Ruby on Rails has been around long enough to get past most of the hype. It is a robust web app framework with a lot to offer. One big drawback seems to be the general lack of performance that many rails apps have. Well, it turns out that there are several things that can be done for that.
First off, go read Charlie Savage’s article on tips to tune your rails app. Charlie discusses profiling your ruby app, and then tracking down the problem areas that are hurting performance. He was able to get his response times down from 7.8 seconds to 0.92 seconds! Wow.
Ok, so what about the case where you’ve tweaked your app, and wrung every last bit of performance you can out of it? But it still isn’t enough. You still cringe everytime your site makes the digg front page. Well, if you have your own servers, you can ensure that you have a scalable architecture. Theo Schlossnagle has a great book on the subject, Scalable Internet Architectures. This book discusses the various issues that a system designer faces when organizing the hardware that a web app will run on. Things like having optimized “static content servers” to stream image assets and css, along with more advanced techniques like setting up a caching proxy for each of your application servers since their CPU time is precious, and should not be wasted shoving content down a slow bandwidth pipe. He also goes into basic database design and advanced logging techniques.
Almost all of the techniques that Schlossnagle talks about are for larger installations, however he also spends time talking about scalability. Particularly the need to be able to scale down as well as up. For example, let’s say you are a fresh new startup, flush with VC cash. You go buy twenty servers, and fill ’em all up with world changing web 2.0 goodness. Six months later realize that the money will run out four weeks before the next version is ready to launch! wouldn’t it be great to be able to consolidate everything onto one or two servers, sell the others, and keep yourself in business a bit longer, until you can get version two out the door? If you designed your software and hardware with both kinds of scalability in mind, you might just stick around long enough to see version three.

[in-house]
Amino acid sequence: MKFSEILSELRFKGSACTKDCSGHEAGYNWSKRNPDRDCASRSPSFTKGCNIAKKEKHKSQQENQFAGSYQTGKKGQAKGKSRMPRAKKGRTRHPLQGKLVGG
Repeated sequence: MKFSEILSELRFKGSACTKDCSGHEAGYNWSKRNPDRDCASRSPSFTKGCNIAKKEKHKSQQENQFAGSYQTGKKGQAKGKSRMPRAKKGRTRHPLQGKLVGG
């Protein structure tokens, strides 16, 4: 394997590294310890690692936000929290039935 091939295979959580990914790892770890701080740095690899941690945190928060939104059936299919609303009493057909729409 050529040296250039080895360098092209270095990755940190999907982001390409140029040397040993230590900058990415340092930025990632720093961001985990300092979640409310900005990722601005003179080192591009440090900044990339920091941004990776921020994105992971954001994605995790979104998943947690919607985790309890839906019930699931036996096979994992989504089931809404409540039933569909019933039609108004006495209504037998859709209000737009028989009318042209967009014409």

So how does all this fit into Railspace? Well, first off, design your application so different bits can be spun out onto separate application servers. Perhaps even allow for logical breaks in the database. Tune your app to get as much bang for each buck as possible. Look at bottlenecks, both at a software, and hardware level. Know the difference between performance and scalability. Know that tuning your software helps with performance, but that scalability is what handles the digg effect. With this knowledge in place, you can be better equipped to handle all the traffic your heart can desire. Ruby on Rails is perfectly capable of handling anything that comes its way, but it does require planning, and work. Building a scalable architecture for Rails to sit on allows all the benefits to shine.